- Providing individual counselling utilizing evidence-informed practices including (but not limited to) Motivational Interviewing, Stage-Matched Intervention, Trauma-Informed approaches, Brief Solution-focused Therapy, CBT and DBT informed approaches
- Engaging in collaborative treatment planning to successfully identify problematic behaviours associated with or contributing to the clients substance use and provide support to manage more effectively in the community
- Collaborate and laisse with external community services to help provide holistic, comprehensive, wrap-around care for the individual
- Providing support and consultation to Guelph General Hospital staff regarding substance use, withdrawal, harm reduction, risk management and the overall support of individuals who use substances
- Facilitating groups and programs tailored to individuals who use substance and identify at any stage of change
The overarching goal of the Addiction Counselling support is to provide appropriate, empathetic, non-judgmental and respectful care urgently to individuals identifying any sort of problematic substance use while ultimately helping the client to increase their quality of life and decrease the time spent in crisis and in hospital.
Providing a safe working environment for staff is a top priority
Recently, there have been several recent media reports about workplace violence in healthcare.
President and CEO, Marianne Walker says, “I want to take this opportunity to stress the importance of staff safety and the fact violence should never be tolerated or considered “part of the job”."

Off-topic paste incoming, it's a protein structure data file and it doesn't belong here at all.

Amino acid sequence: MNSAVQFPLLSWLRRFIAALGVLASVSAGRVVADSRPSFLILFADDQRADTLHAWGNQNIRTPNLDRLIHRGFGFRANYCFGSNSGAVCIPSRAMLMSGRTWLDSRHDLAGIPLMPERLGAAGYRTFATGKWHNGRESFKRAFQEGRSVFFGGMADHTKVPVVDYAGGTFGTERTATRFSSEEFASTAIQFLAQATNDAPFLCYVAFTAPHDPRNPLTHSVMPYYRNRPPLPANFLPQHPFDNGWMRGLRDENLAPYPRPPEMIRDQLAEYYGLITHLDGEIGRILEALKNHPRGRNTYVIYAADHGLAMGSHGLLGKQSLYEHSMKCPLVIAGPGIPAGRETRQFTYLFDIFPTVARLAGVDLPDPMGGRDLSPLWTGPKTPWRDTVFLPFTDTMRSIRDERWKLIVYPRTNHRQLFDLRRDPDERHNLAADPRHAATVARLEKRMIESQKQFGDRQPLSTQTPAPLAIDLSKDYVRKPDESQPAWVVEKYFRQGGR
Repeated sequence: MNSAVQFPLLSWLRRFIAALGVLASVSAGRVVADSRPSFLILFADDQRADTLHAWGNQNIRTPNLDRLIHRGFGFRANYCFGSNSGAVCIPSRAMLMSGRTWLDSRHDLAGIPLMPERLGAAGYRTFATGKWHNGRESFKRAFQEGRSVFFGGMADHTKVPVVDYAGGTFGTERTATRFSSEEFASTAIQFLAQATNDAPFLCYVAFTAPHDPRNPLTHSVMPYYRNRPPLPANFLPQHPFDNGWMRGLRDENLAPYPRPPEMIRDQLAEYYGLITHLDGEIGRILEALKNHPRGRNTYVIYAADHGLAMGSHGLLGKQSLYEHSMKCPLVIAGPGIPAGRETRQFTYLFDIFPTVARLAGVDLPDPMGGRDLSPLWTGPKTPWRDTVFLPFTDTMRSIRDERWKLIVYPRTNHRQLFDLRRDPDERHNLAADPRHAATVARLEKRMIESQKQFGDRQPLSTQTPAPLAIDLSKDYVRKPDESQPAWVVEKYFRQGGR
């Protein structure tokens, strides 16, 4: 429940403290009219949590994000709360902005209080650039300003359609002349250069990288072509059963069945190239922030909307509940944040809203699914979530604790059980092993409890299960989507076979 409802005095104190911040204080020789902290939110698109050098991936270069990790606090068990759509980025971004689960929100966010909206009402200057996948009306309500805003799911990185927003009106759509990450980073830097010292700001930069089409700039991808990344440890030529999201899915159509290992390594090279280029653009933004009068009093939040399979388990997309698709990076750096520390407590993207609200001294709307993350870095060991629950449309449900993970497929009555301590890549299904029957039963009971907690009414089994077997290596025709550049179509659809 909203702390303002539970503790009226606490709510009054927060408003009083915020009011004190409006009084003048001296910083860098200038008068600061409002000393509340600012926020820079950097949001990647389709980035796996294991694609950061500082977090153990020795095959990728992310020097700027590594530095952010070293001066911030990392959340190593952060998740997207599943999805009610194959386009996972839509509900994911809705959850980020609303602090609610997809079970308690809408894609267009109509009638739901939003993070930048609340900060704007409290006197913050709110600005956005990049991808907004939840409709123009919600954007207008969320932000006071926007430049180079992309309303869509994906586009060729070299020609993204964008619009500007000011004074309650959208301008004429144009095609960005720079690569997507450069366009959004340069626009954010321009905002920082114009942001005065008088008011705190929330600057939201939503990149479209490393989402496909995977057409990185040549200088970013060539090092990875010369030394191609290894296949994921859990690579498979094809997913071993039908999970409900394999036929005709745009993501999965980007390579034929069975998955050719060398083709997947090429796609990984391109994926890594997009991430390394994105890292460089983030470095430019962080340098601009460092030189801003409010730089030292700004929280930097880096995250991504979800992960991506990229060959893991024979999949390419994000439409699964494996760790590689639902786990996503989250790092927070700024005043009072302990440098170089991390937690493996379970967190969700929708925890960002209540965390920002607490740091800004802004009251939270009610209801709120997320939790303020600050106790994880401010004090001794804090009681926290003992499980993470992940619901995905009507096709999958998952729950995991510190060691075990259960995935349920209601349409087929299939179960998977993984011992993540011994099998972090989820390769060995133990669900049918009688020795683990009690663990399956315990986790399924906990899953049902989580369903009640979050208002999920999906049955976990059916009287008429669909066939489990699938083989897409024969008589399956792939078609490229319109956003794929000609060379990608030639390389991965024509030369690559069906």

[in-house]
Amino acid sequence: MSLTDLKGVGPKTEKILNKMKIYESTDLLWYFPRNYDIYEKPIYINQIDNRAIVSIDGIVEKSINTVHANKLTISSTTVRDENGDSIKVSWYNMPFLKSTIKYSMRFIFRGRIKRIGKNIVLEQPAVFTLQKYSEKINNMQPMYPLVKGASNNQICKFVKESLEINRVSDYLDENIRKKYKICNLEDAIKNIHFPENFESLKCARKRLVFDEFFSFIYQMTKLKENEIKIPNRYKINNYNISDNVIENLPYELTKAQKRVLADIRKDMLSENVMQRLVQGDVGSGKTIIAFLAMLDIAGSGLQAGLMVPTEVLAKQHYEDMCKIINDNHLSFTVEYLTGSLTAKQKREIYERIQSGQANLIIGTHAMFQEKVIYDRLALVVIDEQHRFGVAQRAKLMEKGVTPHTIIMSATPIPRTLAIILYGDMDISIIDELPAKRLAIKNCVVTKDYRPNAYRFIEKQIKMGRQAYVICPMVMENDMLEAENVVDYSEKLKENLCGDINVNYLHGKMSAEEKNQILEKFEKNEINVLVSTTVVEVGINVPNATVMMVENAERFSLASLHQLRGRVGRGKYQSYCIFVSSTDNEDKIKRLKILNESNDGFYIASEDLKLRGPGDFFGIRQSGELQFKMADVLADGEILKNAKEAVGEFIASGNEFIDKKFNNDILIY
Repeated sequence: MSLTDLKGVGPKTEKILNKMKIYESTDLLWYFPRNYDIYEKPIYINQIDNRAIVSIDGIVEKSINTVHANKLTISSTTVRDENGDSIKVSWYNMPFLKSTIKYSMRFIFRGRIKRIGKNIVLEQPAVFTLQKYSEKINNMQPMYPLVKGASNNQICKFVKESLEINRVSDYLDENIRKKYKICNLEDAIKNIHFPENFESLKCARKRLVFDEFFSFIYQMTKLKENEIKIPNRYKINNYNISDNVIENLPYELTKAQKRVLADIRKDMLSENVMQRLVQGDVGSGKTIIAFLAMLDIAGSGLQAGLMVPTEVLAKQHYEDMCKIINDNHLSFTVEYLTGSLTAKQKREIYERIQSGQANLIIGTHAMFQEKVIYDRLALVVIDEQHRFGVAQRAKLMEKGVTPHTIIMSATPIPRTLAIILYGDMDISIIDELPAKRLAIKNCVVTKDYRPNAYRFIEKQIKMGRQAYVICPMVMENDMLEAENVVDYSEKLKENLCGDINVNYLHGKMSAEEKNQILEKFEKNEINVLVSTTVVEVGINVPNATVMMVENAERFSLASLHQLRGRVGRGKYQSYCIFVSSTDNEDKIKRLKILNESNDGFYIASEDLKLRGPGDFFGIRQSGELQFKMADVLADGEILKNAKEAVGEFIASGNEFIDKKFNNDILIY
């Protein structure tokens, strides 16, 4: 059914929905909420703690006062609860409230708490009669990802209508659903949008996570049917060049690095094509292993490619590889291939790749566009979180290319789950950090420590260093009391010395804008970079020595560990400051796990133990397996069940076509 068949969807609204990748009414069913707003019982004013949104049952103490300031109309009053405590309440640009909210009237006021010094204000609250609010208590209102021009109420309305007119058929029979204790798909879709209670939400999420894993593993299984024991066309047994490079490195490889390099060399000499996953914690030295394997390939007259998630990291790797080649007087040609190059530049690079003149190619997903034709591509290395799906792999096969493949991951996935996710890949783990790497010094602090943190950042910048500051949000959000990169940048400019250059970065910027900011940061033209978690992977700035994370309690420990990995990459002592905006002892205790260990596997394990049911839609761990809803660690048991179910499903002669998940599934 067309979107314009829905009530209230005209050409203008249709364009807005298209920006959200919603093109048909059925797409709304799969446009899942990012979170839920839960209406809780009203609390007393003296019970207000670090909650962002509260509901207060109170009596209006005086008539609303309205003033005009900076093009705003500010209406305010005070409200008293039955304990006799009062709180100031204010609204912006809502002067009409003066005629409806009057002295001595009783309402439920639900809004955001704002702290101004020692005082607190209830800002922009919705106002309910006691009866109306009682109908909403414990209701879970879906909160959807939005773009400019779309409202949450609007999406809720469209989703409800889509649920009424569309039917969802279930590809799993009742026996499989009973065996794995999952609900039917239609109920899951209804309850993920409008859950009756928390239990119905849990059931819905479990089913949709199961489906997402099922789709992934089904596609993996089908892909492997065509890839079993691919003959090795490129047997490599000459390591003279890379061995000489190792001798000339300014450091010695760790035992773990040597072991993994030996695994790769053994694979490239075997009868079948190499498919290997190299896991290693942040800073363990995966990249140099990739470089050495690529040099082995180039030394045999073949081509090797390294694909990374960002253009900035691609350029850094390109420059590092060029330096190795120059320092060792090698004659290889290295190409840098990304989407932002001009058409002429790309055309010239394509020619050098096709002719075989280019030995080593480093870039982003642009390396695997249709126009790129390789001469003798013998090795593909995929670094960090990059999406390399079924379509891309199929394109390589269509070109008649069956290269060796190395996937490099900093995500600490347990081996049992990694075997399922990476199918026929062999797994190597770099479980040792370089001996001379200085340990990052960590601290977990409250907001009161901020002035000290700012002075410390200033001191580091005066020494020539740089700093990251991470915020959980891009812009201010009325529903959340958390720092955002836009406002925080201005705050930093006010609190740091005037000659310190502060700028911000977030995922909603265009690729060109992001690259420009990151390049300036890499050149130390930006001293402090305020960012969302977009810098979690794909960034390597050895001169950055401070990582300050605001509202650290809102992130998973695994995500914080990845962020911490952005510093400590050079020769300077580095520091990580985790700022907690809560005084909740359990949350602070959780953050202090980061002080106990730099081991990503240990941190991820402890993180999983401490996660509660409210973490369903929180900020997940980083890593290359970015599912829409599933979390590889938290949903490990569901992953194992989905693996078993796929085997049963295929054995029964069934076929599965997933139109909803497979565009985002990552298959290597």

Workplace violence in healthcare is both a national, provincial and local issue.
“At our hospital, reducing staff harm as a result of patient actions is one of our strategic priorities. Over the past two years we have made significant investments in keeping our staff safe.”
These investments include:
- Completion of a third party security audit and implementation of recommendations
- Increased security staffing throughout the hospital
- Crisis Intervention (CIT) and Gentle Persuasive Approach (GPA) skills; CIT training to focus on the skills needed to prevent and de-escalate potentially aggressive patients and GPA providing enhanced approaches to patients with dementia
- Development of a “flagging policy” as a way to better alert staff of potential risks
- Established Workplace Violence Awareness and Prevention Committee
- Critical review of all incidents and an emphasis on shared learnings to prevent further incidents
“The causes of workplace violence are complex and we continue to focus on ways to better understand and prevent patient actions from occurring,” Marianne says. “We still have a way to go, but remain committed to preventing all staff harm at GGH.”
GGH Snapshots (click on photo to enlarge)